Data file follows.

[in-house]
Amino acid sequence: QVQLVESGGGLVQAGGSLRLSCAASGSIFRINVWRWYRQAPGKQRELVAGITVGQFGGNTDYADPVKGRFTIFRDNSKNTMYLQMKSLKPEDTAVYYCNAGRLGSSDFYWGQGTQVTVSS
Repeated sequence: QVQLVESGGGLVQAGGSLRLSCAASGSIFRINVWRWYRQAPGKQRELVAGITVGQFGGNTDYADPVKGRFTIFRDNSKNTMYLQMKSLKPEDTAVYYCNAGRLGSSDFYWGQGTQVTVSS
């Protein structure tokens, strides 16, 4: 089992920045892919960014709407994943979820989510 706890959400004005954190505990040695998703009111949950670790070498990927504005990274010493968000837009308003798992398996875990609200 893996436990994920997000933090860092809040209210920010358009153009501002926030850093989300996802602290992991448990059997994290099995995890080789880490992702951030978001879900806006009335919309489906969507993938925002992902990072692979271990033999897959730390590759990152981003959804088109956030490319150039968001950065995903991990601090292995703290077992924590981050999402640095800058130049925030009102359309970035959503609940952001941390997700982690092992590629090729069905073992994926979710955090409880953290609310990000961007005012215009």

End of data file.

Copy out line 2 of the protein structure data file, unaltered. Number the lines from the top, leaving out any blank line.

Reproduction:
Amino acid sequence: QVQLVESGGGLVQAGGSLRLSCAASGSIFRINVWRWYRQAPGKQRELVAGITVGQFGGNTDYADPVKGRFTIFRDNSKNTMYLQMKSLKPEDTAVYYCNAGRLGSSDFYWGQGTQVTVSS